The dial reading on most new ABR equipment does not come from the manufacture set up in dB nHL (dB normal hearing level). Appropriate correction factors are critical for accurate estimation of thresholds based on tone burst evoked potential responses. Using normal hearing adults is the easiest way to start gathering normative data to establish correction factors. The number of adults used to establish norms might vary but should be at least 10.

To initiate a Tone Burst calibration protocol, we recommend:
1- Test adults in the sound booth with insert earphones 500-4000 Hz and obtain behavioral auditory thresholds in dB HL.
2- Perform behavioral hearing test via the ABR equipment. Thresholds should be obtained for each tone burst stimulus in a sound treated room (Hall, 1998). Behavioral thresholds obtained on the ABR equipment are important because periodic listening checks can be performed to verify normal operation; just like verifying normal output from the clinical audiometer.
3- Record the ABR and obtain wave V thresholds and latencies. With this information, develop a correlation factor between the dial setting on the ABR equipment and auditory thresholds obtained in the booth. When completing a test, subtract the correlation factor from the ABR dial setting to obtain the corrected threshold in dB nHL.


A high correlation between tone burst thresholds and behavioral thresholds has been demonstrated within 20 dB by numerous authors (Hall, 1992). Stapells (1998) studied the correlation between tone burst ABR thresholds and behavioral thresholds in infants and young children. He found that 98% are within 30 dB, 80% are within 15 dB, and 66% are within 10 dB. Folsom (1996) demonstrated that thresholds for low-frequency tone burst evoked responses tend to be 10 dB poorer than behavioral thresholds. The average difference between behavioral and ABR thresholds for mid-to-high frequencies is less than 10 dB. The author cautioned that + 2 standard deviations of calculated threshold differences can create differences of up to 48 dB in the low frequencies and 30 dB in the mid-to-high frequencies. Gorga (1988) demonstrated that thresholds for tone burst evoked responses may vary slightly among subjects. His study compared the thresholds of four different subjects and found that Wave V threshold varied by up to 10 dB for 500 Hz and 2000 Hz tone burst stimuli. These authors remind us that evoked potentials are a test of auditory functioning and not an exact threshold for hearing. Behavioral testing should always be conducted when the child is developmentally appropriate.


We all know that evoked potentials are not a test of hearing. However, the neural responses obtained from the tone burst provide us with valuable information and should be considered a starting point of estimating behavioral thresholds. The threshold information can be used to help further educate parents regarding their child's hearing loss and its possible configuration. In addition, the estimated thresholds are beneficial for programming hearing aids and verifying the fitting using hearing aid fitting formulas such as DSL. The thorough audiologist will continue attempts to obtain ear specific and frequency specific behavioral thresholds. Once the child is able to perform Visual Response Audiometry (VRA) an ear specific audiogram should be obtained. For best results, use foam insert eartips or the child's earmolds by attaching the insert nipple into the earmold tubing.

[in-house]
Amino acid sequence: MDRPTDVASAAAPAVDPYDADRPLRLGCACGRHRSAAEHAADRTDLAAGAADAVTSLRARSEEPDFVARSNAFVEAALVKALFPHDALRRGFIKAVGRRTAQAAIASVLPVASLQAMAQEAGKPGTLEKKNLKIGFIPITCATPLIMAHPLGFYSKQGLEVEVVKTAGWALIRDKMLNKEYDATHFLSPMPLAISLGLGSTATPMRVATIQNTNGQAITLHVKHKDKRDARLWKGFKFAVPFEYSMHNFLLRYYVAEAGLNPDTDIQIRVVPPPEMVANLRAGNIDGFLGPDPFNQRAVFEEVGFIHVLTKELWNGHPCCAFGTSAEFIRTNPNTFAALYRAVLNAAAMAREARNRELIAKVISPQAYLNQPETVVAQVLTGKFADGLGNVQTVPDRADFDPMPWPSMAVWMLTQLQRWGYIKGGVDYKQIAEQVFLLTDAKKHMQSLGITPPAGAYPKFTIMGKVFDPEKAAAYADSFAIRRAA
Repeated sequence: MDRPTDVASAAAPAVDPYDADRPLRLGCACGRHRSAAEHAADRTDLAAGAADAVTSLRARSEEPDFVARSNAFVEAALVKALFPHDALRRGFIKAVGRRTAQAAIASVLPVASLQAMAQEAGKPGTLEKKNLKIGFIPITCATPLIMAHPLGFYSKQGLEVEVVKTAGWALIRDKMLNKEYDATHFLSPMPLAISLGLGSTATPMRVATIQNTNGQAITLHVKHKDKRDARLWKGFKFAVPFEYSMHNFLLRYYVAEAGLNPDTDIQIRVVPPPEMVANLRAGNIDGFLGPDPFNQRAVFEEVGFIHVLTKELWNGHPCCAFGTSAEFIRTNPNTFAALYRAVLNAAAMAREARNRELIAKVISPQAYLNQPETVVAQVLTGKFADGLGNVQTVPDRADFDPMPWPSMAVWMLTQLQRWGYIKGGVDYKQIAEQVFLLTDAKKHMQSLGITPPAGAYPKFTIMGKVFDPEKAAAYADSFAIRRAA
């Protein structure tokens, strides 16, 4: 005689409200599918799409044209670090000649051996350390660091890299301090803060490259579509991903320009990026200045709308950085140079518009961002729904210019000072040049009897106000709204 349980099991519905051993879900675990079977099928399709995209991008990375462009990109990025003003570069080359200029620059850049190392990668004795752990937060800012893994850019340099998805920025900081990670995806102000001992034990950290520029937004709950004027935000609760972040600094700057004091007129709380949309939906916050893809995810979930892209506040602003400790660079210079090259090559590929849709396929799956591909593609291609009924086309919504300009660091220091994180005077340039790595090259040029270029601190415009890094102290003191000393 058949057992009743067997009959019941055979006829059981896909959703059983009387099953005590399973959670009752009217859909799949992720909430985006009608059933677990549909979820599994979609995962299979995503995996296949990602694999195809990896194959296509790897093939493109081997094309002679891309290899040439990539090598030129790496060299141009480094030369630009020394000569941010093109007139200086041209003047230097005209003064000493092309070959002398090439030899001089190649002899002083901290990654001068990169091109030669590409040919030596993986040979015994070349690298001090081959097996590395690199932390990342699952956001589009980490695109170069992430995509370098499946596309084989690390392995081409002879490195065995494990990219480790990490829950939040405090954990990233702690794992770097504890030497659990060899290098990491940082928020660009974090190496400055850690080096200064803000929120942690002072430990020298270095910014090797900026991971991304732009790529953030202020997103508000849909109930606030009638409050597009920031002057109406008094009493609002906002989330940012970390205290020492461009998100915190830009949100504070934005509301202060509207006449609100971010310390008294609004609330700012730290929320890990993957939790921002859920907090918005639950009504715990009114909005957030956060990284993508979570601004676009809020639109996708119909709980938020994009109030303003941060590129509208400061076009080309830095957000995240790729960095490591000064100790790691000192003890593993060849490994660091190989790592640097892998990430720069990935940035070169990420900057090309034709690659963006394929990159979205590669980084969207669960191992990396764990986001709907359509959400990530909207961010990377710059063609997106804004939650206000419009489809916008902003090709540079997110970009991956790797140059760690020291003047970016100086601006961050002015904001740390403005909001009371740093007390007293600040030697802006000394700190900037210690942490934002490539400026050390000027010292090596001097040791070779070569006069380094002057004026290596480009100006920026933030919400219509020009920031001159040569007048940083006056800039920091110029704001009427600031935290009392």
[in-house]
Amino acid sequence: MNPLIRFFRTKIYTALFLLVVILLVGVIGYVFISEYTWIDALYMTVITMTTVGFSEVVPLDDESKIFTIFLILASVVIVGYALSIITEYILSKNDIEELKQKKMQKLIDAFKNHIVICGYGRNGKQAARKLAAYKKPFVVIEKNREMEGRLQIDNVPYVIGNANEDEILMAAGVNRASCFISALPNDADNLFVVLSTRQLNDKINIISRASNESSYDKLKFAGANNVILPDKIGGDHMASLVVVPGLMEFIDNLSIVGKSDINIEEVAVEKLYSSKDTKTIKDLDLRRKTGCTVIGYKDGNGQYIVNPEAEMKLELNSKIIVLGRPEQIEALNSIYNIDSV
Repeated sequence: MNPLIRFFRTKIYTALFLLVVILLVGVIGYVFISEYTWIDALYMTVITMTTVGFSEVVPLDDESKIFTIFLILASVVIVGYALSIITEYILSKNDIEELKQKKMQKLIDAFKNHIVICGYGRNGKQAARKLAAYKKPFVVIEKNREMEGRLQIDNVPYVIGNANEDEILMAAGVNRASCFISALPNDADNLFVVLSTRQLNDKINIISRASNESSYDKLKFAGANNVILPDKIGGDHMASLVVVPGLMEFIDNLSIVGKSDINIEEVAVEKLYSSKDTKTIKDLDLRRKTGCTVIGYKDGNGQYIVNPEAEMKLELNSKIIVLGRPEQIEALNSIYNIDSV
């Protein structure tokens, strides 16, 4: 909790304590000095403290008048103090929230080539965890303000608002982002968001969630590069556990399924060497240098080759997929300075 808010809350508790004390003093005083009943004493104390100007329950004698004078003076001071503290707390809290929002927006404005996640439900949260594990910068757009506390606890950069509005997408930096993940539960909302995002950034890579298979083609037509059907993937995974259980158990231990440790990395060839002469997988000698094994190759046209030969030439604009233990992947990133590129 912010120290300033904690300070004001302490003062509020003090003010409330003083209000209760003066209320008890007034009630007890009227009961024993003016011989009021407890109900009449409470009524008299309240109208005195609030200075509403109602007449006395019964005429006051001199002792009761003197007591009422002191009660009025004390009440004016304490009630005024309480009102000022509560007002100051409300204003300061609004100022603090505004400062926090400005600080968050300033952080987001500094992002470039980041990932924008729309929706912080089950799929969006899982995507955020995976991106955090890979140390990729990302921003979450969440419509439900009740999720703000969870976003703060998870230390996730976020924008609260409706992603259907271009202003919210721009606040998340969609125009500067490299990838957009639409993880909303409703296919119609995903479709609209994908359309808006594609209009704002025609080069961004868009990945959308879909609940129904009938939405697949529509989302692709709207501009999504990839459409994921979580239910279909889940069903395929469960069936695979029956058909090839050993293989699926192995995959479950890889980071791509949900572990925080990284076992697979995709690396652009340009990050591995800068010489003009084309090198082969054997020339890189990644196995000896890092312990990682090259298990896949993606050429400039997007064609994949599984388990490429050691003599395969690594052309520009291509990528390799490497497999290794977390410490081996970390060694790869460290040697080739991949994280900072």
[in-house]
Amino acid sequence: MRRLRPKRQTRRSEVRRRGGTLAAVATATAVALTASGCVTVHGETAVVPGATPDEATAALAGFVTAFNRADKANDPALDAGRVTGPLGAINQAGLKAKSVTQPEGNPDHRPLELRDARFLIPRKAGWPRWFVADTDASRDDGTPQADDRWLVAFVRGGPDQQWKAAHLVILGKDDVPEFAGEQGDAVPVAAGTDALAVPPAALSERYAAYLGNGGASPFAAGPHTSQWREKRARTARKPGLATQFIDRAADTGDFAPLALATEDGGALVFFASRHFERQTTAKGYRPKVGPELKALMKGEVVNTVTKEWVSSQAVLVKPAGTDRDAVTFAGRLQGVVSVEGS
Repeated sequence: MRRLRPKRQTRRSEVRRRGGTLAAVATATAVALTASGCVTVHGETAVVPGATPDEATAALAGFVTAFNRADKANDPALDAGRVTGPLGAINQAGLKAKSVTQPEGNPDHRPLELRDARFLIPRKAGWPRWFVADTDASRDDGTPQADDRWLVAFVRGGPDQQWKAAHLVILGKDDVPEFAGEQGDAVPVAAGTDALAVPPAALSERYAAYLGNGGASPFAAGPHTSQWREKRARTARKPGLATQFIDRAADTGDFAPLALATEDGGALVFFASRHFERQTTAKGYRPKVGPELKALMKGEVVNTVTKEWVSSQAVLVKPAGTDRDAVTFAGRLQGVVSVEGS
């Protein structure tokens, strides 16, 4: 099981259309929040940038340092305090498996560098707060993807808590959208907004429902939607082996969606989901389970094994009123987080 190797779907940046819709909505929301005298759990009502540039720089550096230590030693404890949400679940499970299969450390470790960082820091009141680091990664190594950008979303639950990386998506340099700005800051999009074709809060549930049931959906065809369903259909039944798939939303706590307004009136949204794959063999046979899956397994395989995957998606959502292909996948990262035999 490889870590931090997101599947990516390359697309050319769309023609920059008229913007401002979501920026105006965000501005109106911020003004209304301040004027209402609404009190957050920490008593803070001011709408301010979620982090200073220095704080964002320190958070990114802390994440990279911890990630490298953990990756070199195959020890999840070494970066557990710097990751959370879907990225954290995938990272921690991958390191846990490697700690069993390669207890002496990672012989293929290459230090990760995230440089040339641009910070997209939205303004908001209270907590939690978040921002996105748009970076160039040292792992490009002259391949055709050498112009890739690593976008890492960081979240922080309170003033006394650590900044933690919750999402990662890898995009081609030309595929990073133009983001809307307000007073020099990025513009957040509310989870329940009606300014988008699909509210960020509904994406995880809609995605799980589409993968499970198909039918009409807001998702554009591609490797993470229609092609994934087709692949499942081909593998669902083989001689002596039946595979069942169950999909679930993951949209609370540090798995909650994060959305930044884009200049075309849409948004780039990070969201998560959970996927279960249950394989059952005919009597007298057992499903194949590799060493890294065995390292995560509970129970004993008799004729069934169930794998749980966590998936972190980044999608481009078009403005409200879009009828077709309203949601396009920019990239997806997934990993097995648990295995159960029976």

Although conducting tone burst evoked potentials involves additional preparation and test time, the information obtained and the application of the additional information is extremely valuable. Incorporating tone burst evoked potentials into our evoked potential protocol has been an excellent and simple way to gather more information using equipment we already owned and had at our disposal. In retrospect, now we wonder how we ever fit a hearing aid without it!


Eilers, R, Kimbrough, O.: Infant Vocalizations and the Early Diagnosis of Severe Hearing Impairment. J of Pediatr124:199-203.

Folsom, R: Frequency Specific ABR. Fourth International Symposium on Childhood Deafness. 1996

Gorga MP, Kaminski JR, Beauchaine KA, Jesteadt, W: Auditory Brainstem Responses to Tone Bursts in Normally Hearing Subjects. Journal of Speech and Hearing Research 31: 87-97, 1988.

Hall, J: Handbook of Auditory Evoked Responses. Boston. Allyn and Bacon, 1992.

Keith R: Impedance Audiometry with Neonates. Arch Otolaryngol 97: 465-467, 1973.

Keith, R: Middle Ear Function in Neonates. Arch Otolarngol 101:376-379, 1975..

Kuczwara LA, Birnholz JC, Klodd DA: Auditory Responsiveness in the Fetus. Natl. Student Speech Lang Hear Assoc J 14:12-20, 1984.

Northern J, Downs, M: Hearing in Children, 4th ed. Baltimore: Williams & Wilkins, 1991.
Stapells, D: Frequency Specific Evoked Potential Audiometry in Infants. Phonak: A Sound Foundation Through Early Amplification; Oct 1998
Grand Rounds Series | New recorded webinars available!

Karen J. Mobley, MEd

Edie Gibson, MS, CCC-A